Court to hear arguments in lawsuit challenging EPA on E15 approval

Source: Amanda Peterka, E&E reporter • Posted: Tuesday, April 17, 2012

Attorneys for automobile, oil and food trade groups will argue in federal court today that U.S. EPA exceeded its authority in approving the sale of the ethanol-gasoline blend E15.

At issue in the U.S. Court of Appeals for the District of Columbia Circuit are lawsuits that call for vacating EPA’s approval of E15, gasoline blended with 15 percent ethanol.

EPA, they say, prematurely approved E15 and did not have authority to allow some vehicles to use the fuel and to exclude others.

“Collectively, we are urging the EPA to slow this process down and consider the serious damage that E15 has been proven to cause within our industries,” the groups challenging EPA said in a statement to Greenwire.

EPA approved the 15 percent blend in October 2010 for use in passenger vehicles from model years 2007 and later. The agency approved E15 for use in models from 2001 to 2006 in January 2011.

Since then, EPA has approved a label and plan aimed at preventing the “misfueling” of vehicles not approved for E15. The agency recently announced the first registrations of companies allowed to produce ethanol for the blend (E&ENews PM, April 2).

The challengers maintain the Clean Air Act does not give EPA the authority to grant a partial waiver to allow a fuel blend in the U.S. market. Testing showed E15 was not compatible with older cars or engines for boats, snowmobiles and other small vehicles

According to court documents filed by the challengers, EPA can only grant a waiver after determining a fuel or fuel additive “will not cause or contribute to a failure of any emission control device or system.”

“The [EPA] Administrator issued unprecedented ‘partial waivers’ covering only certain engines and vehicles, and not others,” the groups wrote in a brief filed with the D.C. Circuit. “‘Any’ means any. It does not mean some, or part.”

Among the plaintiffs: the Grocery Manufacturers Association, American Petroleum Institute, American Meat Institute, National Pork Producers Council, National Turkey Federation, Alliance of Automobile Manufacturers, National Marine Manufacturers Association, Outdoor Power Equipment Institute and National Petrochemical & Refiners Association.

The auto trade groups have broadly opposed E15 on the basis that it damages car engines, while the food and livestock associations worry that E15 will spur increased production of corn ethanol and drive up the price of livestock feed.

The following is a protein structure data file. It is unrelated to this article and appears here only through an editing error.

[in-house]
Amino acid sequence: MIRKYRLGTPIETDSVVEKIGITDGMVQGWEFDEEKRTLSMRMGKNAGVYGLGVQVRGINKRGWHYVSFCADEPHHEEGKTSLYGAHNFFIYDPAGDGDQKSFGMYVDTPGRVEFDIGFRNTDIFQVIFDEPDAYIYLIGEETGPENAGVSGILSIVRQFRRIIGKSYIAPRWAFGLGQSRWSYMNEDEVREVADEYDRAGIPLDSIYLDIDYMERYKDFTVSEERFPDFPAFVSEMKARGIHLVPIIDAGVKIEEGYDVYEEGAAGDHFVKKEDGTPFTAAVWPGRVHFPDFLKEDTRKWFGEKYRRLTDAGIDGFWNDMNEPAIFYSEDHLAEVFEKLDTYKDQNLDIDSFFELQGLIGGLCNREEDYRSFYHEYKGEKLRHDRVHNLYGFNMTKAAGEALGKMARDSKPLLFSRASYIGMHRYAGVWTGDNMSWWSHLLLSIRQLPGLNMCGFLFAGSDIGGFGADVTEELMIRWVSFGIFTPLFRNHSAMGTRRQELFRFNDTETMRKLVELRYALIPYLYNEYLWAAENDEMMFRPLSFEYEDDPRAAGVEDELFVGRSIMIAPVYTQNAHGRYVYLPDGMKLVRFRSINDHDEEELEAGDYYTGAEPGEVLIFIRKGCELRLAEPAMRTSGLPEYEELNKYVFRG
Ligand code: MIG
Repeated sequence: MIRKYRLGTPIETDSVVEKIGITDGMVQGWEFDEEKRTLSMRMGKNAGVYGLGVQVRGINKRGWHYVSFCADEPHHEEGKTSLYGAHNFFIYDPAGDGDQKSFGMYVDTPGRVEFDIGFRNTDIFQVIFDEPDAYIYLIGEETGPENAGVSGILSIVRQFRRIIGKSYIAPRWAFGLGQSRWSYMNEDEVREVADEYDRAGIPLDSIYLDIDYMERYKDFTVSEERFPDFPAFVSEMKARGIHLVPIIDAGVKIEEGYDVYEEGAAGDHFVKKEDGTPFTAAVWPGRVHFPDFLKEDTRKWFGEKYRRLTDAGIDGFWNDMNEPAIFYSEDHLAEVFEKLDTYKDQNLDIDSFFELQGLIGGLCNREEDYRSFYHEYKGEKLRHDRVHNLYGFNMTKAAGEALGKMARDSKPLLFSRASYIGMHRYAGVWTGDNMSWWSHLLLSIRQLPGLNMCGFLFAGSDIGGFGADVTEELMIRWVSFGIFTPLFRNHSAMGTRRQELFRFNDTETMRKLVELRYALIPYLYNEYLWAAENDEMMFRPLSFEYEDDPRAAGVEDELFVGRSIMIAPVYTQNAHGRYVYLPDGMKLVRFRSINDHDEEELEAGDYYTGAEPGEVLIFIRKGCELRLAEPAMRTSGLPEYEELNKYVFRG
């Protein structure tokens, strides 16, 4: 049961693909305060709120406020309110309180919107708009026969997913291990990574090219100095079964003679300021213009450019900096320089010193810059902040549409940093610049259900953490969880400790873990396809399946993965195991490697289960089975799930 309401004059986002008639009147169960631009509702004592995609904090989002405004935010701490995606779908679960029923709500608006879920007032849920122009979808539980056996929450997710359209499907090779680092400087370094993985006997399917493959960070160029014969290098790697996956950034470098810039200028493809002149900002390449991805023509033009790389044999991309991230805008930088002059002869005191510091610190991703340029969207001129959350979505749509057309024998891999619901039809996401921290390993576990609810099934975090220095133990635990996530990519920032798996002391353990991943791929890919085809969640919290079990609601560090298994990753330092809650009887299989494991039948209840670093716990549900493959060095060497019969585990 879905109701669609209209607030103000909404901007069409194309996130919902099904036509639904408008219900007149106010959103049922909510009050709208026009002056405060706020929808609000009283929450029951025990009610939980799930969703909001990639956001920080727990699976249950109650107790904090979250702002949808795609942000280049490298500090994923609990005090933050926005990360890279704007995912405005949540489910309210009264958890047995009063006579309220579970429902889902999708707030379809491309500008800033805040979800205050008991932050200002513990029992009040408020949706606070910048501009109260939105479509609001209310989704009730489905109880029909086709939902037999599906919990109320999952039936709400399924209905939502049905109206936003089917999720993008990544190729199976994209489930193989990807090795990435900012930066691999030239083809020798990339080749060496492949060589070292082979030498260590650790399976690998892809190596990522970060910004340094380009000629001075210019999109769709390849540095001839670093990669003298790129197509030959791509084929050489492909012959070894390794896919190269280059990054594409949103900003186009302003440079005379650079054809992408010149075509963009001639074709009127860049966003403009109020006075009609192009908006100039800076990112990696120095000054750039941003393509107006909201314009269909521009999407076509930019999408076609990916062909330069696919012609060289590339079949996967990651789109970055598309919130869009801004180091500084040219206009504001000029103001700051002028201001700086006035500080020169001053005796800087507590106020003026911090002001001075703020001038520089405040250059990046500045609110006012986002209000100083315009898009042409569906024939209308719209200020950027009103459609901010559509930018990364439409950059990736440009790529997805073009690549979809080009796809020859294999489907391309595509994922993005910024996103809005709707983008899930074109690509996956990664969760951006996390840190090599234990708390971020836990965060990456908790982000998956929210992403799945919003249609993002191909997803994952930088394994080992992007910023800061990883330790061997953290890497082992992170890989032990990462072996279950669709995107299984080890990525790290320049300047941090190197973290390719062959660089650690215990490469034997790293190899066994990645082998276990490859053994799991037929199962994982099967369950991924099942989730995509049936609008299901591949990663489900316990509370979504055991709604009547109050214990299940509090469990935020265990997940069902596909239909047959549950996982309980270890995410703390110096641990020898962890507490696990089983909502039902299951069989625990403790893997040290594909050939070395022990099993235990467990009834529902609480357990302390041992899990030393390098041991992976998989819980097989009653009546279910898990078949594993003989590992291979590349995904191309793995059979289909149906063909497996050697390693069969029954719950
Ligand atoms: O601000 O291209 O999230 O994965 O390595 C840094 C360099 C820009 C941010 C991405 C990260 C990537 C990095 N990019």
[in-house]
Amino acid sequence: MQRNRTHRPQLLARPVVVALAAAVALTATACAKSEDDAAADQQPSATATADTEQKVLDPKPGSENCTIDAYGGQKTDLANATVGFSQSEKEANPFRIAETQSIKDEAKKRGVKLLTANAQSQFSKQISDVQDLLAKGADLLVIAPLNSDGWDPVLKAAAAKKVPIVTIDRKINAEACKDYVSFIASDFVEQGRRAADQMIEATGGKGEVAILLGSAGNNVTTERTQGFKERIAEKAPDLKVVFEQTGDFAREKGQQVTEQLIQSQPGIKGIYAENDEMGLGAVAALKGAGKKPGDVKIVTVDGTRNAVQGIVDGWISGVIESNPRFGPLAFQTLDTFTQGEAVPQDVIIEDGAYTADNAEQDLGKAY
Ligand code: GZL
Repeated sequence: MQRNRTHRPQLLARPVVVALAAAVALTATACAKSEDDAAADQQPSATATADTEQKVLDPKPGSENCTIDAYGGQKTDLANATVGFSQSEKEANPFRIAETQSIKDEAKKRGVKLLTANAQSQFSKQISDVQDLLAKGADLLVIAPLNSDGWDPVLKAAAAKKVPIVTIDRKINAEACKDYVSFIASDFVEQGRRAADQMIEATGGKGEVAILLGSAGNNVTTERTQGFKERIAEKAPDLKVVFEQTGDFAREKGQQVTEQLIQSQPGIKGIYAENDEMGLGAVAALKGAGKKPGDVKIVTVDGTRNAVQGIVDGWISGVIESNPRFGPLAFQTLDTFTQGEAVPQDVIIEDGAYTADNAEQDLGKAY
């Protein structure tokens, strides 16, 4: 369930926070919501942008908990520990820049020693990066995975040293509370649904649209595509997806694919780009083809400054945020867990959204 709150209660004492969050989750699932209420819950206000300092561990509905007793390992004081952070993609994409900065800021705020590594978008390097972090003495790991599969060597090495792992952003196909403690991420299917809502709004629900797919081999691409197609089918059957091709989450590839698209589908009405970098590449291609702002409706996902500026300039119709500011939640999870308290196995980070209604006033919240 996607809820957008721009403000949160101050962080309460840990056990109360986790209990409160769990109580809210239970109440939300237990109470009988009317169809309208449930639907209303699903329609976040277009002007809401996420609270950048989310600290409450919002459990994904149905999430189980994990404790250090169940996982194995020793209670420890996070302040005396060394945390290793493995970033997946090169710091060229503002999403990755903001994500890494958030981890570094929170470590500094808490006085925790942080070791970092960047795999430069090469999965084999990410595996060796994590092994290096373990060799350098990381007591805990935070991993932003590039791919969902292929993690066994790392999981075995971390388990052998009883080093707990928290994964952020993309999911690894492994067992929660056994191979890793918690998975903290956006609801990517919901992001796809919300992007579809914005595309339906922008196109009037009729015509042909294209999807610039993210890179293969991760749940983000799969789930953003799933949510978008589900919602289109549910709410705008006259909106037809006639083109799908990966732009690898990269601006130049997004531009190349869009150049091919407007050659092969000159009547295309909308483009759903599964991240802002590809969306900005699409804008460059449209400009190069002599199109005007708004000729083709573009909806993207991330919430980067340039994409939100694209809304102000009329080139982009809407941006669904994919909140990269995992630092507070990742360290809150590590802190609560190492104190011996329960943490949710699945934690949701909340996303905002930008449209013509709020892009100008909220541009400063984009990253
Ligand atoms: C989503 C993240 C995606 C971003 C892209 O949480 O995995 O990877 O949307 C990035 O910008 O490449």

The groups are also contending that EPA does not have robust test results and that it failed to comply with the proper procedure for granting a petition for a fuel blend.

Growth Energy, a biofuels trade group that filed the original petition to allow E15 into the marketplace, failed to provide adequate data for EPA, the groups say. Challengers are expected to argue tomorrow that EPA was not allowed to supply extra data under the rules for granting petitions.

DOE test

They will further argue that a test by the Department of Energy produced vehicles that had failures with E15.

“DOE’s limited testing data showed vehicle and engine failures in the very model years for which EPA was seeking to approve E15,” the groups argue in their brief, “but the agency used statistical sleight of hand in an attempt to argue those failures away.”

The trade groups are also arguing that EPA shirked due-process requirements by not opening for public comment a final study on E15’s effect on vehicles and that EPA did not ease concerns about vehicles misfueling with the blend.

Ethanol groups argue that E15 does not harm car engines.

“Quite frankly, the EPA has been on solid statutory ground from Day 1 on E15,” said Bob Dinneen, president and CEO of the Renewable Fuels Association. “It has had the most robust testing of any fuel in the history of the Environmental Protection Agency. We feel very confident about the court challenge.”

EPA did not respond to requests for comment for this story, but the agency has previously defended its E15 approvals.

Two weeks ago the agency approved the first 20 applications of producers wishing to make ethanol for the fuel. The industry expects the fuel will first appear in Iowa and Illinois because of state laws that encourage its sale.

But although E15 is well on its way to the market, the lawsuit is among several hurdles it still needs to overcome before sale begins in the United States.

Other barriers include state prohibitions, such as in Missouri, where a mandate requires the use of E10, or gasoline blended with 10 percent ethanol.

EPA has also signaled it won’t provide a waiver from regulations that govern the maximum vapor pressure allowed by a fuel, such as it does with E10. Such limits would go into effect in the summer months to reduce smog and air pollution.

Retailers and blenders must also still complete a fuel survey and comply with labeling requirements before E15 can be sold.